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P1101: PHASEI/II STUDY OF RALTEGRAVIR CONTAINING REGIMEN IN HIV-TB COTREATED CHILDREN
Tammy Meyers1, Paul Krogstad2, Pearl Samson3, Edward P. Acosta4, Jack Moye5, Ellen Townley6, Sarah Bradford7, Linda Marillo8, Laura Hovind8, Thucuma Sise6, Hedy Teppler9, Sylvia Dittmer10, Lee Fairlie11, Anneke Hesseling12, Mark Cotton13
1The Chinese University of Hong Kong, Hong Kong, Hong Kong,2University of California Los Angeles, Los Angeles, CA, USA,3Harvard University, Cambridge, MA, USA,4University of Alabama at Birmingham, Birmingham, AL, USA,5National Institute of Child Health and Human Development, Bethesda, MD, USA,6NIAID, Rockville, MD, USA,7FHI 360, Durham, NC, USA,8Frontier Science & Technology Research Foundation, Inc, Amherst, NY, USA,9Merck & Co, Inc, Palo Alto, CA, USA,10Chris Hani Baragwanath Hospital, Johannesburg, South Africa,11Wits Reproductive Health and HIV Institute, Johannesburg, South Africa,12Desmond Tutu TB Centre, Western Cape, South Africa,13Stellenbosch University, Cape Town, South Africa
Current antiretroviral (ARV) treatment options for children co-infected with TB and HIV-infection are limited. RIF induces UDP-glucuronosyltransferase activity accelerating the clearance of raltegravir (RAL). In adults, doubling the RAL dose partially overcame this PK interaction with no safety concerns. We sought to determine the optimal and safe dose of RAL when administered with RIF-containing anti-TB therapy in HIV-infected children.
P1101 is a dose finding study for RAL for HIV-infected children receiving RIF-containing TB therapy for at least one week, with three age cohorts: Cohort 1: 2 to <6 years (closed), Cohort 2: 6 to <12 years of age and Cohort 3: 4 weeks to <2 years, aiming to enroll 12 evaluable children for PK and safety in each cohort. At enrollment children start 3 ARVs, including chewable RAL formulation at 12 mg/kg/dose twice daily (twice the recommended pediatric dose). Intensive RAL PK sampling is done 1 week after ARV therapy is initiated and then a 4th ARV is added. Clinical and lab assessments are routinely completed. RAL is stopped at TB treatment completion and children are followed for additional 3 mos. PK targets are a geometric mean (GM) AUC12h of 14-45 (µM-h) and GM C12h ≥75 nM. Here we report the results from Cohort 1.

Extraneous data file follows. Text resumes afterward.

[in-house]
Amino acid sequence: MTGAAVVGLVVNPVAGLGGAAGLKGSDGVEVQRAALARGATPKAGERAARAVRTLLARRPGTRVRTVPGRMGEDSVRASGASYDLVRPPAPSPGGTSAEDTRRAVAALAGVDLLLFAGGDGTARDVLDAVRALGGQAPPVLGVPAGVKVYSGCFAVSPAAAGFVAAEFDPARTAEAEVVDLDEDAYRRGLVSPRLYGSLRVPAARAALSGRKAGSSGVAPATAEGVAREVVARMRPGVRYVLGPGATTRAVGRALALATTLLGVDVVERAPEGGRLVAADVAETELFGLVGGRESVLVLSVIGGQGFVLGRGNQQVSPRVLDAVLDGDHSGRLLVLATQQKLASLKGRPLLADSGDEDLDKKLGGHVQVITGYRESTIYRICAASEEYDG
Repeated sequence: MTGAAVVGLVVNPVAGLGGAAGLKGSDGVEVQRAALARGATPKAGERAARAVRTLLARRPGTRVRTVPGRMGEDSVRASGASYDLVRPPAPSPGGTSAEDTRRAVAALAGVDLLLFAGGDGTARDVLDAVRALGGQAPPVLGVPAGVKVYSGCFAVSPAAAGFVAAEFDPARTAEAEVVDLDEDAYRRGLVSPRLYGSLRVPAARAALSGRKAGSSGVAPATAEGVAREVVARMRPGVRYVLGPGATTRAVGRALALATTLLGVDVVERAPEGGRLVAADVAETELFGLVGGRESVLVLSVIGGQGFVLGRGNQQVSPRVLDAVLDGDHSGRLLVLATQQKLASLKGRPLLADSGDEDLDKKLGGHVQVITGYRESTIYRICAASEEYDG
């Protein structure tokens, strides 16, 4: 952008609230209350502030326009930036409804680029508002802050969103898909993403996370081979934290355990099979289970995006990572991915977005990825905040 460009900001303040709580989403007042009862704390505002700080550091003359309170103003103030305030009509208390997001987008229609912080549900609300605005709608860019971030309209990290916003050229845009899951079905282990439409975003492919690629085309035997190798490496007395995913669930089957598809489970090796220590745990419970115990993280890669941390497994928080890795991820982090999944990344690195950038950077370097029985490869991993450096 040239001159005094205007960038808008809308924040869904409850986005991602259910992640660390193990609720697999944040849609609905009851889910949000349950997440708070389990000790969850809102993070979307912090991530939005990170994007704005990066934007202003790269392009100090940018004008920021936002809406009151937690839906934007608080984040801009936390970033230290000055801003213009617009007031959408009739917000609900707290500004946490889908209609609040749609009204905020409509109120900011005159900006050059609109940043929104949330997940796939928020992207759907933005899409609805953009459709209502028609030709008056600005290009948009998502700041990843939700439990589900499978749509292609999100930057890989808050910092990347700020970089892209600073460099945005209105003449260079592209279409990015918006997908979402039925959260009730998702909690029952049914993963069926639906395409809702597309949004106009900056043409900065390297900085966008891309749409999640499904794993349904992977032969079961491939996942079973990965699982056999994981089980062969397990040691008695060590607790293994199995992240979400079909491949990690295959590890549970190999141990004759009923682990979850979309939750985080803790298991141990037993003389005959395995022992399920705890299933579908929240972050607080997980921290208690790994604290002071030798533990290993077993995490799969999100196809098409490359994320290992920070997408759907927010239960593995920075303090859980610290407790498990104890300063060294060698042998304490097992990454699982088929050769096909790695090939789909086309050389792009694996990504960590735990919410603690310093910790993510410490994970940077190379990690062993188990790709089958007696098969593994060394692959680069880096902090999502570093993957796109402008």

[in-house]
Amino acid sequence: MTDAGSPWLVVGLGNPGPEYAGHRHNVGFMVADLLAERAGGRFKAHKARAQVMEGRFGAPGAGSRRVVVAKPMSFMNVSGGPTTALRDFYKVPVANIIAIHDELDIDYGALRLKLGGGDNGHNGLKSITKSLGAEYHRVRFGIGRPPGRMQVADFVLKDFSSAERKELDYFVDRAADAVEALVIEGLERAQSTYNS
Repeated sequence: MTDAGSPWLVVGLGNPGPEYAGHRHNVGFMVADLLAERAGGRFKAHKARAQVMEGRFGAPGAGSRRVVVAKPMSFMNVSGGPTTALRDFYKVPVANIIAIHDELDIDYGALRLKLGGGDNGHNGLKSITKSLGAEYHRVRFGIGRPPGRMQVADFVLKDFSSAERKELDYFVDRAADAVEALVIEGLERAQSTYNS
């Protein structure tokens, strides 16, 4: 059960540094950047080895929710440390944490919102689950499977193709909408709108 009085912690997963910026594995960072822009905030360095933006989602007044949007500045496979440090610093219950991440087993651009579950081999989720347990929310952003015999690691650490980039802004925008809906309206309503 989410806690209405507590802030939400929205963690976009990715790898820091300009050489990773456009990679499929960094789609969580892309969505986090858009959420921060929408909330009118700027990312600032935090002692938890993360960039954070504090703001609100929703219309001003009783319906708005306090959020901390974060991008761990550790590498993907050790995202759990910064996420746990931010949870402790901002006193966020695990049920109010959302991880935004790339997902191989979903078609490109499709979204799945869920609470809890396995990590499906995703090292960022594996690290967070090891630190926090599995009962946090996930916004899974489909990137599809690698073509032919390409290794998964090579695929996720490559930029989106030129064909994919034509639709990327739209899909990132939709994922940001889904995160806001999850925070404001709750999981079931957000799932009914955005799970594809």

Among 12 children, 7 (58%) were male, median age 3 years (IQR 2-5), baseline Log10 RNA median 4.91 (IQR 4.42-5.42), median CD4 count 559 cells/mL (IQR 390-1185), median CD4 percent 15% (IQR 9-24). PK at Week 1 showed GM AUC12h (%CV) of 28.8 mMxh (50%); the GM C12h was 229 nM (76%). 1/12 (8% with 95% CI [0%,34%]) had a grade 3 elevation of ALT at Week 4 deemed possibly related to RAL. RAL/ART were temporarily withheld for 21 days and then restarted, with no subsequent recurrence. While RAL was held temporarily, this child did not achieve virologic success (>1 log10 drop from baseline at Week 8 or HIV RNA ≤400 copies/mL). 11/12 (92%), were virologically suppressed by Week 8, with 95% CI (62%, 100%). For n=12 at Week 8, median log10RNA change from baseline was -3.16 (IQR -3.79, -2.55), median CD4 change from baseline was 101 cells/mL (IQR -70 to 230], median CD4 percent change from baseline was 6.1% (IQR 1.9-9.7).
A 12mg/kg dose twice daily of the oral chewable formulation of RAL safely achieved PK targets in HIV-infected children 2 to <6 years with TB.